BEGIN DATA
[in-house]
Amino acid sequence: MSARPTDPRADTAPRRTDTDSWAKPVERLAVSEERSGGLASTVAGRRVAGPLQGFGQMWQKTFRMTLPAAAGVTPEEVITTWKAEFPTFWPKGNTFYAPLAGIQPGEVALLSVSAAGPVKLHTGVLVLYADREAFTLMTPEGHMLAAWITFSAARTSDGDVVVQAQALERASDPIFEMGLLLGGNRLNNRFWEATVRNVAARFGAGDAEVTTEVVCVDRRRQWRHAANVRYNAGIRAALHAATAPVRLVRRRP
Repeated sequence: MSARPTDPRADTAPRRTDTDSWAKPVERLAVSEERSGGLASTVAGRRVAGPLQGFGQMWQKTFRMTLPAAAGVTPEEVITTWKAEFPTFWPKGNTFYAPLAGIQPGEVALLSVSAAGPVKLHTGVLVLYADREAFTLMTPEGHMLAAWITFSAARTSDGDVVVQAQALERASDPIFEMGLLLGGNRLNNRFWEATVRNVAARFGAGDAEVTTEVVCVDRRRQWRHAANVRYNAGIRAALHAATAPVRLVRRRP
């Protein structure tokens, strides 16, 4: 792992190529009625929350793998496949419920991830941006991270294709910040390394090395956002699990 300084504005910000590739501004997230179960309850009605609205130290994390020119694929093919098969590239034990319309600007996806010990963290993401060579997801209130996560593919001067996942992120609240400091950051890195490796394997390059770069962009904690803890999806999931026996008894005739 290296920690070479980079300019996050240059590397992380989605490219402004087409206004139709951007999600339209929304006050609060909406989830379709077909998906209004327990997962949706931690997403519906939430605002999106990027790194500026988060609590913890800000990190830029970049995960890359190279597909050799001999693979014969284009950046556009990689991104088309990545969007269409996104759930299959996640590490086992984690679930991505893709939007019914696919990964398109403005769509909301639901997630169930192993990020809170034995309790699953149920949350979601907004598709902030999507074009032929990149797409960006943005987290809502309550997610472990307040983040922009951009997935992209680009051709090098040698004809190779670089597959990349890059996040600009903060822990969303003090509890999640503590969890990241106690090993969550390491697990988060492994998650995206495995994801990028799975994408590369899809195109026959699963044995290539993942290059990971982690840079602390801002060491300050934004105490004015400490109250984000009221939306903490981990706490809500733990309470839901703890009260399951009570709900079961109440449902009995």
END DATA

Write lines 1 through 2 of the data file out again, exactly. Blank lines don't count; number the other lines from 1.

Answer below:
[in-house]
Amino acid sequence: MSARPTDPRADTAPRRTDTDSWAKPVERLAVSEERSGGLASTVAGRRVAGPLQGFGQMWQKTFRMTLPAAAGVTPEEVITTWKAEFPTFWPKGNTFYAPLAGIQPGEVALLSVSAAGPVKLHTGVLVLYADREAFTLMTPEGHMLAAWITFSAARTSDGDVVVQAQALERASDPIFEMGLLLGGNRLNNRFWEATVRNVAARFGAGDAEVTTEVVCVDRRRQWRHAANVRYNAGIRAALHAATAPVRLVRRRP